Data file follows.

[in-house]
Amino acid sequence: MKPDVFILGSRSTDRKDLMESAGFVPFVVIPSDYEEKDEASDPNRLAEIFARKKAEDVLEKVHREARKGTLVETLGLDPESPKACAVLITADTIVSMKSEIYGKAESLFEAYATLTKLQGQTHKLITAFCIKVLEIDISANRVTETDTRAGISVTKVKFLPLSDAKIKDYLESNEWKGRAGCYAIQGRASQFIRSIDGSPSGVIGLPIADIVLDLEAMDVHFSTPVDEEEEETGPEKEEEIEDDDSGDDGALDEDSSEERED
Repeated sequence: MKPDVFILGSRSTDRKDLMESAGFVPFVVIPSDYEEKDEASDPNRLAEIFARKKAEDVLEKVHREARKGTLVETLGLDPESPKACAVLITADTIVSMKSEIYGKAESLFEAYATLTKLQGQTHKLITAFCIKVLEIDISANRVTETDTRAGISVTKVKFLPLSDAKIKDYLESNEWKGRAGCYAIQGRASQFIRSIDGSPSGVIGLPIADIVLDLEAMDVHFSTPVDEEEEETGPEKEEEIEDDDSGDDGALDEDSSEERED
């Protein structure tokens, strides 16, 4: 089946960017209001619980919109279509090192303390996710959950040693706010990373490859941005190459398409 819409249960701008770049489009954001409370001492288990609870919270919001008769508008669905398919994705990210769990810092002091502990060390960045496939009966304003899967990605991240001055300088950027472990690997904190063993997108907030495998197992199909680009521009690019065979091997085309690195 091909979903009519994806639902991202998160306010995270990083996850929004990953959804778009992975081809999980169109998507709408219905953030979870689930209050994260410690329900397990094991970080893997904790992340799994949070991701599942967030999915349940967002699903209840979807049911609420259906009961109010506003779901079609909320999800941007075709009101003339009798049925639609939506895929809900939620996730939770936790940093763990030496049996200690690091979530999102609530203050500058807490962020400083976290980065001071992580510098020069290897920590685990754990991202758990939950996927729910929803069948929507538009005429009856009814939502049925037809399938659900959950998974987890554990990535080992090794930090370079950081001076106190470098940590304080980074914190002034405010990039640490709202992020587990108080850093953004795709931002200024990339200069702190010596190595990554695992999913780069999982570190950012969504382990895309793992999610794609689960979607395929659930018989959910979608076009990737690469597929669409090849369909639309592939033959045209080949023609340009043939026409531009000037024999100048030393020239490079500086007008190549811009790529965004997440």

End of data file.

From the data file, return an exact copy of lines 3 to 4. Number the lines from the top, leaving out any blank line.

Repeated sequence: MKPDVFILGSRSTDRKDLMESAGFVPFVVIPSDYEEKDEASDPNRLAEIFARKKAEDVLEKVHREARKGTLVETLGLDPESPKACAVLITADTIVSMKSEIYGKAESLFEAYATLTKLQGQTHKLITAFCIKVLEIDISANRVTETDTRAGISVTKVKFLPLSDAKIKDYLESNEWKGRAGCYAIQGRASQFIRSIDGSPSGVIGLPIADIVLDLEAMDVHFSTPVDEEEEETGPEKEEEIEDDDSGDDGALDEDSSEERED
């Protein structure tokens, strides 16, 4: 089946960017209001619980919109279509090192303390996710959950040693706010990373490859941005190459398409 819409249960701008770049489009954001409370001492288990609870919270919001008769508008669905398919994705990210769990810092002091502990060390960045496939009966304003899967990605991240001055300088950027472990690997904190063993997108907030495998197992199909680009521009690019065979091997085309690195 091909979903009519994806639902991202998160306010995270990083996850929004990953959804778009992975081809999980169109998507709408219905953030979870689930209050994260410690329900397990094991970080893997904790992340799994949070991701599942967030999915349940967002699903209840979807049911609420259906009961109010506003779901079609909320999800941007075709009101003339009798049925639609939506895929809900939620996730939770936790940093763990030496049996200690690091979530999102609530203050500058807490962020400083976290980065001071992580510098020069290897920590685990754990991202758990939950996927729910929803069948929507538009005429009856009814939502049925037809399938659900959950998974987890554990990535080992090794930090370079950081001076106190470098940590304080980074914190002034405010990039640490709202992020587990108080850093953004795709931002200024990339200069702190010596190595990554695992999913780069999982570190950012969504382990895309793992999610794609689960979607395929659930018989959910979608076009990737690469597929669409090849369909639309592939033959045209080949023609340009043939026409531009000037024999100048030393020239490079500086007008190549811009790529965004997440």